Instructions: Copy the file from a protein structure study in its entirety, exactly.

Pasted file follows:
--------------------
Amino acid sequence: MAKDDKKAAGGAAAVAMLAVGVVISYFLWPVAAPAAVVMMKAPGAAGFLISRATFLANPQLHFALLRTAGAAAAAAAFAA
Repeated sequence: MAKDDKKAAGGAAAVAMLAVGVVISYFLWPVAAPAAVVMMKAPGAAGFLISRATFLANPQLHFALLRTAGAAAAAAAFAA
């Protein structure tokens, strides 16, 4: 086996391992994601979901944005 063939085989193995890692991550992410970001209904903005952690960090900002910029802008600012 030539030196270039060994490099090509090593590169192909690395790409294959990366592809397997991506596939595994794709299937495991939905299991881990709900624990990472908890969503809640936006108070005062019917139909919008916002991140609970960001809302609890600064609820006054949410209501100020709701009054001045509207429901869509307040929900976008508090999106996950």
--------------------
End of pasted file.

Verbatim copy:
Amino acid sequence: MAKDDKKAAGGAAAVAMLAVGVVISYFLWPVAAPAAVVMMKAPGAAGFLISRATFLANPQLHFALLRTAGAAAAAAAFAA
Repeated sequence: MAKDDKKAAGGAAAVAMLAVGVVISYFLWPVAAPAAVVMMKAPGAAGFLISRATFLANPQLHFALLRTAGAAAAAAAFAA
């Protein structure tokens, strides 16, 4: 086996391992994601979901944005 063939085989193995890692991550992410970001209904903005952690960090900002910029802008600012 030539030196270039060994490099090509090593590169192909690395790409294959990366592809397997991506596939595994794709299937495991939905299991881990709900624990990472908890969503809640936006108070005062019917139909919008916002991140609970960001809302609890600064609820006054949410209501100020709701009054001045509207429901869509307040929900976008508090999106996950």